James M. Lindsay

The Water's Edge

Lindsay analyzes the politics shaping U.S. foreign policy and the sustainability of American power.

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The World Next Week: Egypt Fever Continues to Spread in the Middle East

by James M. Lindsay
February 17, 2011

Government backers hurl rocks at anti-government protesters during clashes in Sanaa February 17, 2011. Hundreds of Yemen government loyalists wielding batons and daggers chased off a small group of protesters trying to kick off a seventh day of rallies on Thursday to demand their president end his thirty-two year rule. (Ammar Awad/ courtesy Reuters)

Government backers hurl rocks at anti-government protesters during clashes in Sanaa February 17, 2011. (Ammar Awad/courtesy Reuters)

The podcast for The World Next Week is up. Bob McMahon and I discussed the continued protests and unrest across the Middle East; Secretary of State Clinton’s selection of a new special envoy to Afghanistan and Pakistan; and the 2012 GOP Presidential nomination contest.

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The highlights:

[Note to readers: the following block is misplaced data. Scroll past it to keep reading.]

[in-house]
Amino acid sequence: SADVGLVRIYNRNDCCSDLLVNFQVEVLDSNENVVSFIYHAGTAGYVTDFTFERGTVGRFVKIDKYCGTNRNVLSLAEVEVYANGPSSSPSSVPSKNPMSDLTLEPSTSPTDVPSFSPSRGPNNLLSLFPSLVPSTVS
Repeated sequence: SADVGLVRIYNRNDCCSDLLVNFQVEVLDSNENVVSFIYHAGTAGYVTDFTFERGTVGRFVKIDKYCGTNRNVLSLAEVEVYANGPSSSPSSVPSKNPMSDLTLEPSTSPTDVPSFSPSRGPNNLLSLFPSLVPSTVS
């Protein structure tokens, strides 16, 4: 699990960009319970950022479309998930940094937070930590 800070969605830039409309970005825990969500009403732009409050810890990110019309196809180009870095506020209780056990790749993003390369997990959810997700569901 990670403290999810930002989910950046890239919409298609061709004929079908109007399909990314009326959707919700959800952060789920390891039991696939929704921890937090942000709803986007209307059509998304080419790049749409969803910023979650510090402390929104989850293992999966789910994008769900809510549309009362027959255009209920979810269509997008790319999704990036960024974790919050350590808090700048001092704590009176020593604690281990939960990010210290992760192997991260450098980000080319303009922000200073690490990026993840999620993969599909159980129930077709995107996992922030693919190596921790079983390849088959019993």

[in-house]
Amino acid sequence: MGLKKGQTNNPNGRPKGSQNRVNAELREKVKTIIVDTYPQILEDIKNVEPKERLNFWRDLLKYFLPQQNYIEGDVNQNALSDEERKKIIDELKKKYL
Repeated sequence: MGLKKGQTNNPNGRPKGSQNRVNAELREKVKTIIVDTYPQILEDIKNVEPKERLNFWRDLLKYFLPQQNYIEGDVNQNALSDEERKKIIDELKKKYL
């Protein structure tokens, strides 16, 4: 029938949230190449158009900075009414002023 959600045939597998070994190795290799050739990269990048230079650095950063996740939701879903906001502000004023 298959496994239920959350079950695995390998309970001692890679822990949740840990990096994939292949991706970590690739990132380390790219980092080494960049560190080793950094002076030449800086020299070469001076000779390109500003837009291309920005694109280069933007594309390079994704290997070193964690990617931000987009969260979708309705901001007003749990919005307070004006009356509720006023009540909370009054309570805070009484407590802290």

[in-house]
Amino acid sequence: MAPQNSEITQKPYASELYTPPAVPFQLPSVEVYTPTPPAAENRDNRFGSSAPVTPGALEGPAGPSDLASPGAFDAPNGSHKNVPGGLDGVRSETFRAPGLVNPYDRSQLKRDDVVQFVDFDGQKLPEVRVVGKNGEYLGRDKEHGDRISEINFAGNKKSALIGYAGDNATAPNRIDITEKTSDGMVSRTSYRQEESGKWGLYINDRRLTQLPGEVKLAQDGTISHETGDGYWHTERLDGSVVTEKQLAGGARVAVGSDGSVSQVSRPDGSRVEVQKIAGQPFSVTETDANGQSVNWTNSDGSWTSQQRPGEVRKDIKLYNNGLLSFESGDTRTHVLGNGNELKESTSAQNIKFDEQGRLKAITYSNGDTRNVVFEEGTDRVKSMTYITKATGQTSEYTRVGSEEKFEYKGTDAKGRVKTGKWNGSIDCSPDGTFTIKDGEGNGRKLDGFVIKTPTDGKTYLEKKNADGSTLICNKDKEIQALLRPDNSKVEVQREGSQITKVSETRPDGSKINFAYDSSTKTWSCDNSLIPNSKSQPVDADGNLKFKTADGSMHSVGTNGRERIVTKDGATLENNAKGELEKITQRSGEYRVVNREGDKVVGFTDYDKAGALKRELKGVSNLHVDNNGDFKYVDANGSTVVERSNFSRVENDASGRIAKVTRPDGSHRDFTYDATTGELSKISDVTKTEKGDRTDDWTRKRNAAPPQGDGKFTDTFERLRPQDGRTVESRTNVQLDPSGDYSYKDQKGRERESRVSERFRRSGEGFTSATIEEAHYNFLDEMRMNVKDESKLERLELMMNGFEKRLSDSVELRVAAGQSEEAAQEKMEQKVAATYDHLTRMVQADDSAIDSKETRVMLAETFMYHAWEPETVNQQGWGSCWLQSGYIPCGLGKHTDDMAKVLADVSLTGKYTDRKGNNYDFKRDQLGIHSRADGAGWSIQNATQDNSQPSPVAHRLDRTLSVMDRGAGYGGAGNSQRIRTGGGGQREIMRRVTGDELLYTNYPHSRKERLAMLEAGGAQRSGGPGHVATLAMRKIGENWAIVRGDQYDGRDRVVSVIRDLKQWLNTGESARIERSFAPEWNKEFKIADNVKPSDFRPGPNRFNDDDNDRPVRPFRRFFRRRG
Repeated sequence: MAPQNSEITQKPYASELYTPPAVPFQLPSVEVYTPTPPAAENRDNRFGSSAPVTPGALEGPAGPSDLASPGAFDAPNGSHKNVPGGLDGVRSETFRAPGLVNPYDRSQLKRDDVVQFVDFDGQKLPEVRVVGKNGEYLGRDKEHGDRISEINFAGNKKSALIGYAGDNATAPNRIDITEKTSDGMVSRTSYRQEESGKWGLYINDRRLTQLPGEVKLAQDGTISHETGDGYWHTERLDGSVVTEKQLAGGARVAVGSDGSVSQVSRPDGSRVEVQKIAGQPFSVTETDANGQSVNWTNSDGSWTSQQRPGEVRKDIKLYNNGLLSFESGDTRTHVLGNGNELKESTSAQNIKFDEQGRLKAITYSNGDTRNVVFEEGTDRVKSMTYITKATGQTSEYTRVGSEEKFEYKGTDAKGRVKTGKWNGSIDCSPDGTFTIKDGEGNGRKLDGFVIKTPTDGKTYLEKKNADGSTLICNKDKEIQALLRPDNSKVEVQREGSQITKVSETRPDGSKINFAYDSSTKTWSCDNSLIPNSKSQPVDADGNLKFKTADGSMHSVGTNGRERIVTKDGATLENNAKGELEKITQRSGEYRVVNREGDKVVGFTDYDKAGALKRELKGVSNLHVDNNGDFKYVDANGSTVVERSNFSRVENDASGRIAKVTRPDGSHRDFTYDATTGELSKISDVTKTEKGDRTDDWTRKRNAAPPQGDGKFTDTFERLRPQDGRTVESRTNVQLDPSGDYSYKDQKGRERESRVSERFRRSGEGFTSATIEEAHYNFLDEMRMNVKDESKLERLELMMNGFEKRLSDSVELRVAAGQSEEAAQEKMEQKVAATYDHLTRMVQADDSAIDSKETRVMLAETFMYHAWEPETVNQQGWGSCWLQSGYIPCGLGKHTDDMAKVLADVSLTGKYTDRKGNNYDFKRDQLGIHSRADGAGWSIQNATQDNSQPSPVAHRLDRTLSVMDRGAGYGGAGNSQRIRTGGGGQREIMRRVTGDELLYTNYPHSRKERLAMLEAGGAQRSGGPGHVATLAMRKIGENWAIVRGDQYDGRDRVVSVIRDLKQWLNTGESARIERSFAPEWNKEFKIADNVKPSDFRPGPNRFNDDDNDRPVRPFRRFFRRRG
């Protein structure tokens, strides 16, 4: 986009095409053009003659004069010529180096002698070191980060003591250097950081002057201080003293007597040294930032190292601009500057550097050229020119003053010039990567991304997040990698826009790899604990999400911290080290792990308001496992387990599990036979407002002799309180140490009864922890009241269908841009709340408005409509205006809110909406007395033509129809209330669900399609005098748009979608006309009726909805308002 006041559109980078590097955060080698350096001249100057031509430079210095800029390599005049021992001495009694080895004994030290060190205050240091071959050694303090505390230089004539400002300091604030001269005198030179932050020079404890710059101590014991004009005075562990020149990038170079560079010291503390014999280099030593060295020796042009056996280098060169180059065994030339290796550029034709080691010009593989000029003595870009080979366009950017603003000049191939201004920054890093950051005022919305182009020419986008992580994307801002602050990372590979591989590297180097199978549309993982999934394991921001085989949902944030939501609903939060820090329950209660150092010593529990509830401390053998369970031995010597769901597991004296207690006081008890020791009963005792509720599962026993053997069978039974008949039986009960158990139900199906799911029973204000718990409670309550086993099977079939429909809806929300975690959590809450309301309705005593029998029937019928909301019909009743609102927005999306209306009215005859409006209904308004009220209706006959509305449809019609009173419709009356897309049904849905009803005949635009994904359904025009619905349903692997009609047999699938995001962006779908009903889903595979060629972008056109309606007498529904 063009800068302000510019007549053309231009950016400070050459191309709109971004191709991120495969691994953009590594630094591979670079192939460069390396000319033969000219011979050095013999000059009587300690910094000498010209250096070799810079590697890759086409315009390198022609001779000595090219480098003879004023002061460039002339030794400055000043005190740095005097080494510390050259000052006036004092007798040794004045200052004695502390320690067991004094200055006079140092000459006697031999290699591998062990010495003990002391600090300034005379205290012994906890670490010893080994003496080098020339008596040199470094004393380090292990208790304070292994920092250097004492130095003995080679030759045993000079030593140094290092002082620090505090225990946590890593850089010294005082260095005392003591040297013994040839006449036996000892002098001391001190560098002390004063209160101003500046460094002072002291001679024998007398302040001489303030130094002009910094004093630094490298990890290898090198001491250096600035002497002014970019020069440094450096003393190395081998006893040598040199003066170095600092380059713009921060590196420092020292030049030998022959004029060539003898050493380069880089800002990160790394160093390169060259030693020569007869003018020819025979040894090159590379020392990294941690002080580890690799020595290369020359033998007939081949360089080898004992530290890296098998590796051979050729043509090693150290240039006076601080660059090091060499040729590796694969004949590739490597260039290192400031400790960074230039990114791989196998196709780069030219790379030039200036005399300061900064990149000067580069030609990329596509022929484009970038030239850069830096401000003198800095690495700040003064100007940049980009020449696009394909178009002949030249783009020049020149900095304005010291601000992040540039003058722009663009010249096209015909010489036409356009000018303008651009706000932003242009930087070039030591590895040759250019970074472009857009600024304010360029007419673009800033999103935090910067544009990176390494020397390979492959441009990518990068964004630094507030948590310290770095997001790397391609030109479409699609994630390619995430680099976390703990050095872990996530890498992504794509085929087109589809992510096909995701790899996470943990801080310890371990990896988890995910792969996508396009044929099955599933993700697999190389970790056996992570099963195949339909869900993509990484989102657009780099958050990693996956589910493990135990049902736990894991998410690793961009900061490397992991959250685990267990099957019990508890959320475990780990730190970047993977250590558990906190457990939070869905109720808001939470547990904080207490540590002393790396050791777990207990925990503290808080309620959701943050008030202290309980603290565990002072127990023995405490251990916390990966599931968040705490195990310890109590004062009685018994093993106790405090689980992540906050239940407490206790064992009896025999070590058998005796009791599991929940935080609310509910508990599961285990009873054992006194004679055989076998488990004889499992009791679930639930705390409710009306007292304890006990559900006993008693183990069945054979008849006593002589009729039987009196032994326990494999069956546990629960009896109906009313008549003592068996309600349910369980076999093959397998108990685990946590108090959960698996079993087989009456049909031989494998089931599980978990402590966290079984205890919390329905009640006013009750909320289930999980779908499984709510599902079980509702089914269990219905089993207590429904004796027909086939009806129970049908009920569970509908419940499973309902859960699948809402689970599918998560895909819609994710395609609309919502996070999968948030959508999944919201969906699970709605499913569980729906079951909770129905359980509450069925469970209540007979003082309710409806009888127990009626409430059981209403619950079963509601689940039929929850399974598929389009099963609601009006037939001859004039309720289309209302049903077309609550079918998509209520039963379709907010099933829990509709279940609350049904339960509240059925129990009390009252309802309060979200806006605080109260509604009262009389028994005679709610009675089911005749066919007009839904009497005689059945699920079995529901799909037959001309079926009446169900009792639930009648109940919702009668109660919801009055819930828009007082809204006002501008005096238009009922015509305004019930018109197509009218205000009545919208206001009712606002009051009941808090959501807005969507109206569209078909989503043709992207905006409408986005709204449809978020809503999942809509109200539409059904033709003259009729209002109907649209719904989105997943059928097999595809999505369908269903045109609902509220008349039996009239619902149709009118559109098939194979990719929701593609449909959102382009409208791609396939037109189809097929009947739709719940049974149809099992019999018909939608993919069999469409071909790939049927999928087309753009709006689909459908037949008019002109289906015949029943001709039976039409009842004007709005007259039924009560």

• Political unrest has spread beyond Tunisia and Egypt to other countries in the Middle East, creating opportunities for the White House but dangers as well.
  • Ambassador Marc Grossman will have his hands full as the new special envoy to Afghanistan and Pakistan, particularly in light of the curious Raymond Allen Davis affair.
  • GOP presidential hopefuls continue to sit on the sidelines as rank-and-file Republicans wonder whether any of their potential candidates have what it takes to defeat Barack Obama.

Bob and I aren’t the only commentators getting a head start on next week’s news. Read about Egypt after Mubarak at the Economist, and learn more about the protests in Yemen and Bahrain from Al Jazeera. The Washington Post provides background on the new Special Representative to Afghanistan and Pakistan, Marc Grossman, and Bruce Riedel at the Daily Beast warns that Grossman has inherited “the worst job in the world.” For the latest in campaign 2012 gossip, see Five-Thirty-Eight’s piece on GOP concerns about the quality of their presidential hopefuls, and Slate‘s coverage of the Conservative Political Action Convention.

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